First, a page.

It’s Autumn! Time for a little refreshment.

Well, that was Summer and here we are fast approaching the Autumn Equinox if you can believe it!?  Personally, I loved Summer and after a trip to Wales in August, followed by South East of England, where we had the quintessentially British holiday of part sun, part rain, I felt happy to have that homely feel of a spot of rain on one’s holiday – when I say spot, I mean absolute downpour, but that didn’t stop the determination, stubbornness or Britishness to enjoy oneself on holiday!

Well, with Autumn comes the change of the seasons where all the orange and yellow hues start coming in to play and at the moment as I look out my window I see those colours popping out through the greens of what was Summer for another year.

With Autumn comes a time of change and as I have had a lovely change with the addition of an additional place where I can practice from in the form of The Holistic Centre in Godalming, it got me thinking about what I could write about this week and it seemed a perfect time to start up my blog once again and have a focus on explaining the therapies I offer and with a seasonal change, I thought I’d start with Thai Foot Massage!  Sandals in the wardrobe, wellies at the ready!

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The history bit – The Thai foot massage is based on a traditional technique dating back over 2000 years and is still practiced by Buddhist monks today, which were first recorded in the famous ‘Wat Po Temple’ in Bangkok.  Thai Foot massage works on ‘Sen’ lines (in Chinese medicine these are known as ‘meridian’ lines) from the Ayurvedic tradition and these reflex points are stimulated using a thai stick.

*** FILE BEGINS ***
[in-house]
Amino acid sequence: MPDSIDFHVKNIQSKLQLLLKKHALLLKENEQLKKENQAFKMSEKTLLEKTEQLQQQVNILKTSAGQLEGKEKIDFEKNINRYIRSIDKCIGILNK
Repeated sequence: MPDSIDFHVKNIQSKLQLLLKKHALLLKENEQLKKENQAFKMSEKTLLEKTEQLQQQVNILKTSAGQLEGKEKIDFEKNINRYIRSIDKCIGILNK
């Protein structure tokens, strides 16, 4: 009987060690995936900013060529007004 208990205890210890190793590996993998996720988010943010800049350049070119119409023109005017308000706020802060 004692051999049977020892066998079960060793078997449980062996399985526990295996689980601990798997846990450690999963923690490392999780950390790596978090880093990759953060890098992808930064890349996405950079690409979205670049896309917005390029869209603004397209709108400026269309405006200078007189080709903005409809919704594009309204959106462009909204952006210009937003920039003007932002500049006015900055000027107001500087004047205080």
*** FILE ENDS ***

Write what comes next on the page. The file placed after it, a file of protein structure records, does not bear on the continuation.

How it works – A therapeutic massage is given to the legs and feet with the use aswell of the Thai Stick which will stimulate the reflex points of the feet, similar to a reflexology treatment.

The Benefits – There are many benefits worth noting in the therapy of Thai Foot Massage.  It improves circulation in legs and feet, so it’s perfect as your feet go in to hibernation in those closed in shoes as it stimulates lymphatic drainage and helps remove toxins.  It reduces stiffness and improves flexibility so would be also beneficial for tight muscles and fascia of the feet in plantar fascitis (or joggers heel).

Other benefits include detoxification to help the strengthening of the immune system, thus preventing disease all ready for the onslaught of the cold season.  It aids in the acceleration of physical healing as well as the psychological benefit of aiding with stress relief and mental tiredness (the nights are drawing in!).

All in all, a pretty handy therapy for this time of year I feel you may agree?  To book an appointment you can contact me directly, or via Godalming or Guildford on the numbers on my website in the contacts page of www.tamarajanebuckley.co.uk.

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